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The Vermont Cynic

City makes moves to enhance streets

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After years of planning, Burlington is making changes to its streets.

Burlington Residents came together at City Hall for a presentation about the Great Streets Initiative by the project’s leaders on what’s happening and what’s to come with the town center’s development Nov. 16.

The developers’ intentions to soon transfer their plans to designs getting David White, the director of planning and zoning, Great Streets Initiative project, said.

“All of the thought-processes from all of this planning is going to become something we can construct,” he said, with a primary focus given to “economic vitality, safety, engagement and green infrastructure.”

After White’s presentation, Doug Suisman delivered a presentation outlining the logistics of the development and what he envisions the result to be.

Suisman founded Suisman Urban Design in 1990. Based out of Santa Monica, California, the international urban design studio is composed of architects and creative professionals who collaborate to design “urban places and public spaces” across the globe, according to its web- site.

Suisman wants the development to be rooted in Burlington’s culture, so that the feeling of Church Street can extend to all of downtown while also being connected and linked to the lake itself, he said.

“Church Street is so wonderful,” Suisman said. “We want people to think that Main Street is a great way to [get to] the lake.”

Mayor Miro Weinberger emphasized the importance of creating environmental sustainability in the city’s infrastructure, so dirty water doesn’t spill into and contaminate the lake.

Weinberger proposed that the new development ensures that streets and sidewalks use the minimal amount of asphalt, while still allowing for a free flow of safe and structured traffic.

The decrease in asphalt would enable more natural land to be incorporated into the city’s layout, with trees, gardens and natural grass consuming the sidewalks instead of “old, broken concrete,” White said.

By doing this, storm water would get caught in the vegetation, filtered, and then make its way down to the lake, rather than immediately flooding into the lake, without any sort of filtering process, Suisman said.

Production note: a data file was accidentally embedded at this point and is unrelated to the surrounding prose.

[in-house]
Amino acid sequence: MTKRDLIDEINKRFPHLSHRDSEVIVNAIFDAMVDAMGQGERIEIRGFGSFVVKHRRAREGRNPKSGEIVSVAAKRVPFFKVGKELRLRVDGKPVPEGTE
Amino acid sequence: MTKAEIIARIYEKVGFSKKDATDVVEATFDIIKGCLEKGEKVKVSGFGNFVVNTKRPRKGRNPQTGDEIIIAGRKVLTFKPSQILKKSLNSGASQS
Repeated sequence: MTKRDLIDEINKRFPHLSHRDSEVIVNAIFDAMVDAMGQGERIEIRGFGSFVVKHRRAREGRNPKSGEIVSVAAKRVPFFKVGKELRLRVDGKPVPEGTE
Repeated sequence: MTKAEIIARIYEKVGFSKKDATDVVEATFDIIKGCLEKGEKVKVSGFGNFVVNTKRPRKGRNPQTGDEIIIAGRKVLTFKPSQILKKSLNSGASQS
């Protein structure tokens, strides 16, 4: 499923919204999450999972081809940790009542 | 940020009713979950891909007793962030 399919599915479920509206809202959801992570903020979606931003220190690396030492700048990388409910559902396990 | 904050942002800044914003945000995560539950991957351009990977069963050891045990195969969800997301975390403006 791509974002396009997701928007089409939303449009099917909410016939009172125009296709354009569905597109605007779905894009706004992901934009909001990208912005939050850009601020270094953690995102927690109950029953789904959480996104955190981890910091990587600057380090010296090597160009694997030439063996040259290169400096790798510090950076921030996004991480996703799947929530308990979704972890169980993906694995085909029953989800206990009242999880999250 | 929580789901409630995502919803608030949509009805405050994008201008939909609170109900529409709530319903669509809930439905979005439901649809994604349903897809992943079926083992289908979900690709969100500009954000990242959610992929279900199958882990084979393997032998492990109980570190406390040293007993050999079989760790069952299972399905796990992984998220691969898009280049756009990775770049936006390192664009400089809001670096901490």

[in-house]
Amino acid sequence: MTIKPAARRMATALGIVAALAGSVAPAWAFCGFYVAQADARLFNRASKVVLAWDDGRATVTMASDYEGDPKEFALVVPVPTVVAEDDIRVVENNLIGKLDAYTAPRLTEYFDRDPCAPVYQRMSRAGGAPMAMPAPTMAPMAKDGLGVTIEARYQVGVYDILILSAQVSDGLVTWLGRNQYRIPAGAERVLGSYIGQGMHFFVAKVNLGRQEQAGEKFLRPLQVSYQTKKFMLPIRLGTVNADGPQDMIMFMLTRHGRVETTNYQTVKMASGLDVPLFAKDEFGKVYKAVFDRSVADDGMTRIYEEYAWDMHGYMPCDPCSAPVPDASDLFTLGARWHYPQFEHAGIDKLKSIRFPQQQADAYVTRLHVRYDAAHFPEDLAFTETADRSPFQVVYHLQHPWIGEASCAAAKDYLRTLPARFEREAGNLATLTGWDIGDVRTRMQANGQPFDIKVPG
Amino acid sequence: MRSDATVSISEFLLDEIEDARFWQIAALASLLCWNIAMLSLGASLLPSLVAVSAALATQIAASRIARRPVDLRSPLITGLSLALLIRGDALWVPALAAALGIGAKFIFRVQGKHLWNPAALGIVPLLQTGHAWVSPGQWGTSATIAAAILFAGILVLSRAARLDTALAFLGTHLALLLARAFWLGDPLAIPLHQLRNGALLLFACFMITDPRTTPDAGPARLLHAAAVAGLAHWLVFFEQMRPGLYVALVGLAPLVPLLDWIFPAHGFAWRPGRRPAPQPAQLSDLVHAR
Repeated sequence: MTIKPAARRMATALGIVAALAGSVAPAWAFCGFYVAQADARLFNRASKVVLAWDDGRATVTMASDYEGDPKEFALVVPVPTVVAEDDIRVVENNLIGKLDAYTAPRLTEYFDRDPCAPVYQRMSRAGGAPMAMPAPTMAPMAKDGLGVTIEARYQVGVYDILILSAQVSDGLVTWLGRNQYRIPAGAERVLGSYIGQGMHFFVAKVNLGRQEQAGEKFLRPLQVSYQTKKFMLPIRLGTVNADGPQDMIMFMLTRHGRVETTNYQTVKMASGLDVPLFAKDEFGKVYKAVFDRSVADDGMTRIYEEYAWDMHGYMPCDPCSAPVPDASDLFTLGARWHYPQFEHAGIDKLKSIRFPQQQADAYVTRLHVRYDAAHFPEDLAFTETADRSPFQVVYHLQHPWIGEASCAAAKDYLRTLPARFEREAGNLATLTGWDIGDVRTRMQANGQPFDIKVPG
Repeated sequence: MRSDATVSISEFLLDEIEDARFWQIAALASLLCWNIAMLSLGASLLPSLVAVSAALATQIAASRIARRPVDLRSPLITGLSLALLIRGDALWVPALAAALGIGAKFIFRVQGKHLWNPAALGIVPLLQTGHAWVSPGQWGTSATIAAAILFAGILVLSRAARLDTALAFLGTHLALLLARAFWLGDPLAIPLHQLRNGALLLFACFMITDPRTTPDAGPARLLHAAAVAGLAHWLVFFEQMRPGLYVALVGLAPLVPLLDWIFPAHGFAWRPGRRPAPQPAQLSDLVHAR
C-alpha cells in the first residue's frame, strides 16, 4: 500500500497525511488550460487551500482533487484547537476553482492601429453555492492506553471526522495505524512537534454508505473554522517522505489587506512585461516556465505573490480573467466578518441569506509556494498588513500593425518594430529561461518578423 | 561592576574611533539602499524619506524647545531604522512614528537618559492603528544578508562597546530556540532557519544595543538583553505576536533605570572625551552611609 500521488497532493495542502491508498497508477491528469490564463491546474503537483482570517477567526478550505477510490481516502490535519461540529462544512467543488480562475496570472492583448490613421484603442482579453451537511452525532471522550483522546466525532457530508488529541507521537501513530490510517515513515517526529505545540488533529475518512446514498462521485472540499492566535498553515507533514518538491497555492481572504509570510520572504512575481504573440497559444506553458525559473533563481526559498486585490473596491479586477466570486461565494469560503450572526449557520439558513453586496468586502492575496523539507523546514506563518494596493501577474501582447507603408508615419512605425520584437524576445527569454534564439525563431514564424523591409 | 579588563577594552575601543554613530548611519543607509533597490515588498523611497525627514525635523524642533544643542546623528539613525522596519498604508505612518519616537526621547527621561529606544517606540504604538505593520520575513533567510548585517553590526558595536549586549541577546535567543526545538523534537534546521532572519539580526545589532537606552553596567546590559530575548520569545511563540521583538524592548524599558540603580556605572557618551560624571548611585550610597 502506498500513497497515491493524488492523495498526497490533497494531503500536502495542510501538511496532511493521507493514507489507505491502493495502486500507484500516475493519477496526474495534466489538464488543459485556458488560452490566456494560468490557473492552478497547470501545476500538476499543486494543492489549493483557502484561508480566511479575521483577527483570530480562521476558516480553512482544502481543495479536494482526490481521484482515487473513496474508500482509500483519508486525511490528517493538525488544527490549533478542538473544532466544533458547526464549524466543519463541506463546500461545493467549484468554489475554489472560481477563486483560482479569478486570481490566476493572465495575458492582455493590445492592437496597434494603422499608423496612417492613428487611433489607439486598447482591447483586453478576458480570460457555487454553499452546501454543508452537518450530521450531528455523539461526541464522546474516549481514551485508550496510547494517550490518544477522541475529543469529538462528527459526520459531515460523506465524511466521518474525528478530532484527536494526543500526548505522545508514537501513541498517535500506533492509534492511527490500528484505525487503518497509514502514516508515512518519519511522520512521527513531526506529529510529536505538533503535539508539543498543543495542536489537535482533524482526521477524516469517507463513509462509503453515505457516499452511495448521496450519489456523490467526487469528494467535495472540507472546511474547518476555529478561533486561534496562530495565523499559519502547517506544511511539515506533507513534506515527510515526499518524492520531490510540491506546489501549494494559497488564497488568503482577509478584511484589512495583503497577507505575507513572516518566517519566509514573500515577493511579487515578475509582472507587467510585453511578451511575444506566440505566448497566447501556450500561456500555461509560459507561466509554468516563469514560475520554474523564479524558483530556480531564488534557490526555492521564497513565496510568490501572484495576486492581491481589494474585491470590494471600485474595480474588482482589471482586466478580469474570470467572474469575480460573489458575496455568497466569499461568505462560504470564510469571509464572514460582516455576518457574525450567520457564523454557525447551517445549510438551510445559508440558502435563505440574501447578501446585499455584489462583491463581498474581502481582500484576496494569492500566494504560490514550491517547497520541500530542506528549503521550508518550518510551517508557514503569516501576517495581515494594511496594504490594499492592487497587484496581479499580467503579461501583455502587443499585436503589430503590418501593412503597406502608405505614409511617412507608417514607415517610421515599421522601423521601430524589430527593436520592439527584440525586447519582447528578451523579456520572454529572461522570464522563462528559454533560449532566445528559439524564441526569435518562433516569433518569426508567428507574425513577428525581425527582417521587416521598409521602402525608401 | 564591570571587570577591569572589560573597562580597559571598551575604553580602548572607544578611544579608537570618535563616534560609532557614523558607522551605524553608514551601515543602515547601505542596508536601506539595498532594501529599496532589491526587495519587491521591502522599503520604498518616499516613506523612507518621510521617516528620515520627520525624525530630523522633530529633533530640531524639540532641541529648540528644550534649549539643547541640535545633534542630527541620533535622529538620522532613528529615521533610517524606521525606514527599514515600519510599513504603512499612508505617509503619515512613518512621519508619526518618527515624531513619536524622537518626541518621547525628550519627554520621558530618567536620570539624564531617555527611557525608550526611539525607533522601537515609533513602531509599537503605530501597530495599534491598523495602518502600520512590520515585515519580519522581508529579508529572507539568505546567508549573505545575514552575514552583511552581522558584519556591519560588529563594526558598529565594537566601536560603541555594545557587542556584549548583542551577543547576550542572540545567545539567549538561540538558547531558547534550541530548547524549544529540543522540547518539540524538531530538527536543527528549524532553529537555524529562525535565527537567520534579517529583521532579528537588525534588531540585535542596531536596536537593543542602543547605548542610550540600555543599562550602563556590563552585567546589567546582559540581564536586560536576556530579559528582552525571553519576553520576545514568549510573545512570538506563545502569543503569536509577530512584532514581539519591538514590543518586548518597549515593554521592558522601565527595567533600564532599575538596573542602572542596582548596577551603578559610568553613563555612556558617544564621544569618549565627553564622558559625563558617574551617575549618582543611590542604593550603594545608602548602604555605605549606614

“Make [the city] like a sponge,” he said.

There will be minor drawbacks to this redevelopment, Suisman said.

For example, Suisman’s plan calls for a transition from sideways parking to parallel parking, so more space will be made available for vegetation along the sidewalks, he said.

As of now there are 162 spaces available along the streets, Suisman said.

After the development, 65 parking spots will be lost, bringing the overall number down to 97, he said.

When saying this, Suisman stressed its minimal impact, when weighed against the benefits. There are plenty of other parking spots available in garages, which are mere minutes away from the street spots, he said.

After Suisman’s presentation, Doreen Kraft, director of Burlington City Arts, briefly spoke about the city park’s redevelopment.

“Lots of police visits and an uninviting atmosphere” gave way to the city’s desire to redevelop the park, Kraft said.

A need to connect with Burlingtonians was also a driving factor, she said.

As the director of BCA, Kraft’s role in the development was largely focused on gaging interest from residents of Burlington on what they want the park to be, she said.

To do this, BCA obtained a $50,000 grant from the National Endowment for the Arts, Kraft said. The purpose: to visualize what Burlington’s downtown park could look like if redeveloped.

In order to garner public opinion on this topic, the grant money was used to conduct surveys, allowing residents to easily express their hopes and opinions on what sort of transformation they’d like to see at the park, she said.

The public expressed their interest in creating a safer environment, mainly at the park, but they also indicated that they would like to see changes in the layout and vegetation of the park, Kraft said.

She spoke about their plans to restructure the vegetation, so that the park’s atmosphere is more lively, in addition to possibly removing the fountain at the center of it.

While it has a nice touch, it is only used roughly three months of the year, and therefore makes it impractical to have, especially given all of the space it consumes, Kraft said.

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The University of Vermont's Independent Voice Since 1883
City makes moves to enhance streets